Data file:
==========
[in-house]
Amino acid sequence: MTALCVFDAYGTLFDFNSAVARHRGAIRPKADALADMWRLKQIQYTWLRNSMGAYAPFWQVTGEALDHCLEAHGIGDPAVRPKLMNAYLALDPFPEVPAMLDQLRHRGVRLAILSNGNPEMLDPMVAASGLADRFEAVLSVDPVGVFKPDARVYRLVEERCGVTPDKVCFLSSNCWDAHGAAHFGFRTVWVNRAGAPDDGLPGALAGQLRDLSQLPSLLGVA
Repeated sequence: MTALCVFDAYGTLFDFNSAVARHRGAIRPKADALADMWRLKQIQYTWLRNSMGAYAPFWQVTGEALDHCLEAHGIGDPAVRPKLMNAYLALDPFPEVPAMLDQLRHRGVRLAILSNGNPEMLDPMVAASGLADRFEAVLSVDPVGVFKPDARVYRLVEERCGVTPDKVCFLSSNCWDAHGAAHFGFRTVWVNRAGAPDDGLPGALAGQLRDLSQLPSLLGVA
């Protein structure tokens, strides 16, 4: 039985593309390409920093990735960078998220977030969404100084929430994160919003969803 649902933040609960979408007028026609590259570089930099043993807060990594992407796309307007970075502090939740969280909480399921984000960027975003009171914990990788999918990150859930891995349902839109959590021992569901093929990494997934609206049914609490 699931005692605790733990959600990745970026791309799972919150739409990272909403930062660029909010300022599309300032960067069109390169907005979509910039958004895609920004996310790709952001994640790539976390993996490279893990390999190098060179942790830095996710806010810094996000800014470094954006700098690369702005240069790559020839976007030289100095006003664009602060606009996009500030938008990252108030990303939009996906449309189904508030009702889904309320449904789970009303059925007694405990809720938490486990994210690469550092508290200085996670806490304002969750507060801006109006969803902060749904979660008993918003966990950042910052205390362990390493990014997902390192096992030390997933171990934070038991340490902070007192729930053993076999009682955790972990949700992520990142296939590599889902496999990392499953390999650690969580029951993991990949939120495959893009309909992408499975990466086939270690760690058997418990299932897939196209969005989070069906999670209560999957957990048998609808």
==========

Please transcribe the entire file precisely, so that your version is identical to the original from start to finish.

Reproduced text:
[in-house]
Amino acid sequence: MTALCVFDAYGTLFDFNSAVARHRGAIRPKADALADMWRLKQIQYTWLRNSMGAYAPFWQVTGEALDHCLEAHGIGDPAVRPKLMNAYLALDPFPEVPAMLDQLRHRGVRLAILSNGNPEMLDPMVAASGLADRFEAVLSVDPVGVFKPDARVYRLVEERCGVTPDKVCFLSSNCWDAHGAAHFGFRTVWVNRAGAPDDGLPGALAGQLRDLSQLPSLLGVA
Repeated sequence: MTALCVFDAYGTLFDFNSAVARHRGAIRPKADALADMWRLKQIQYTWLRNSMGAYAPFWQVTGEALDHCLEAHGIGDPAVRPKLMNAYLALDPFPEVPAMLDQLRHRGVRLAILSNGNPEMLDPMVAASGLADRFEAVLSVDPVGVFKPDARVYRLVEERCGVTPDKVCFLSSNCWDAHGAAHFGFRTVWVNRAGAPDDGLPGALAGQLRDLSQLPSLLGVA
């Protein structure tokens, strides 16, 4: 039985593309390409920093990735960078998220977030969404100084929430994160919003969803 649902933040609960979408007028026609590259570089930099043993807060990594992407796309307007970075502090939740969280909480399921984000960027975003009171914990990788999918990150859930891995349902839109959590021992569901093929990494997934609206049914609490 699931005692605790733990959600990745970026791309799972919150739409990272909403930062660029909010300022599309300032960067069109390169907005979509910039958004895609920004996310790709952001994640790539976390993996490279893990390999190098060179942790830095996710806010810094996000800014470094954006700098690369702005240069790559020839976007030289100095006003664009602060606009996009500030938008990252108030990303939009996906449309189904508030009702889904309320449904789970009303059925007694405990809720938490486990994210690469550092508290200085996670806490304002969750507060801006109006969803902060749904979660008993918003966990950042910052205390362990390493990014997902390192096992030390997933171990934070038991340490902070007192729930053993076999009682955790972990949700992520990142296939590599889902496999990392499953390999650690969580029951993991990949939120495959893009309909992408499975990466086939270690760690058997418990299932897939196209969005989070069906999670209560999957957990048998609808």